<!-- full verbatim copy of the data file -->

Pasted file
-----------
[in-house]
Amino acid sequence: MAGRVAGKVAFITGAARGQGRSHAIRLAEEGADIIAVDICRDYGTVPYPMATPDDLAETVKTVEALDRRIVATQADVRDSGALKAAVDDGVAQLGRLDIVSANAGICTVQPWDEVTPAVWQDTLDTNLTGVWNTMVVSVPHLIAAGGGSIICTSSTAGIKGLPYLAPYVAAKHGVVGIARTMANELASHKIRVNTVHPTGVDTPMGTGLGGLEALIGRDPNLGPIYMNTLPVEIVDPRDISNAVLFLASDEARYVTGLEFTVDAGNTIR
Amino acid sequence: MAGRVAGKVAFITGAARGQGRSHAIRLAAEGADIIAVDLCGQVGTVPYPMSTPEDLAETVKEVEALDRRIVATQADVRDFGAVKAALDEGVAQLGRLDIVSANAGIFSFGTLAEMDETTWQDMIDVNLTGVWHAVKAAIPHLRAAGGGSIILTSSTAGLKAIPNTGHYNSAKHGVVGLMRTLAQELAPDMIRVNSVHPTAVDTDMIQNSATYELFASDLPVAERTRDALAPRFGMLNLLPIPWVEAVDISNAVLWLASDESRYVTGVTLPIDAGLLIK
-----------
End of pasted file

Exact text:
[in-house]
Amino acid sequence: MAGRVAGKVAFITGAARGQGRSHAIRLAEEGADIIAVDICRDYGTVPYPMATPDDLAETVKTVEALDRRIVATQADVRDSGALKAAVDDGVAQLGRLDIVSANAGICTVQPWDEVTPAVWQDTLDTNLTGVWNTMVVSVPHLIAAGGGSIICTSSTAGIKGLPYLAPYVAAKHGVVGIARTMANELASHKIRVNTVHPTGVDTPMGTGLGGLEALIGRDPNLGPIYMNTLPVEIVDPRDISNAVLFLASDEARYVTGLEFTVDAGNTIR
Amino acid sequence: MAGRVAGKVAFITGAARGQGRSHAIRLAAEGADIIAVDLCGQVGTVPYPMSTPEDLAETVKEVEALDRRIVATQADVRDFGAVKAALDEGVAQLGRLDIVSANAGIFSFGTLAEMDETTWQDMIDVNLTGVWHAVKAAIPHLRAAGGGSIILTSSTAGLKAIPNTGHYNSAKHGVVGLMRTLAQELAPDMIRVNSVHPTAVDTDMIQNSATYELFASDLPVAERTRDALAPRFGMLNLLPIPWVEAVDISNAVLWLASDESRYVTGVTLPIDAGLLIK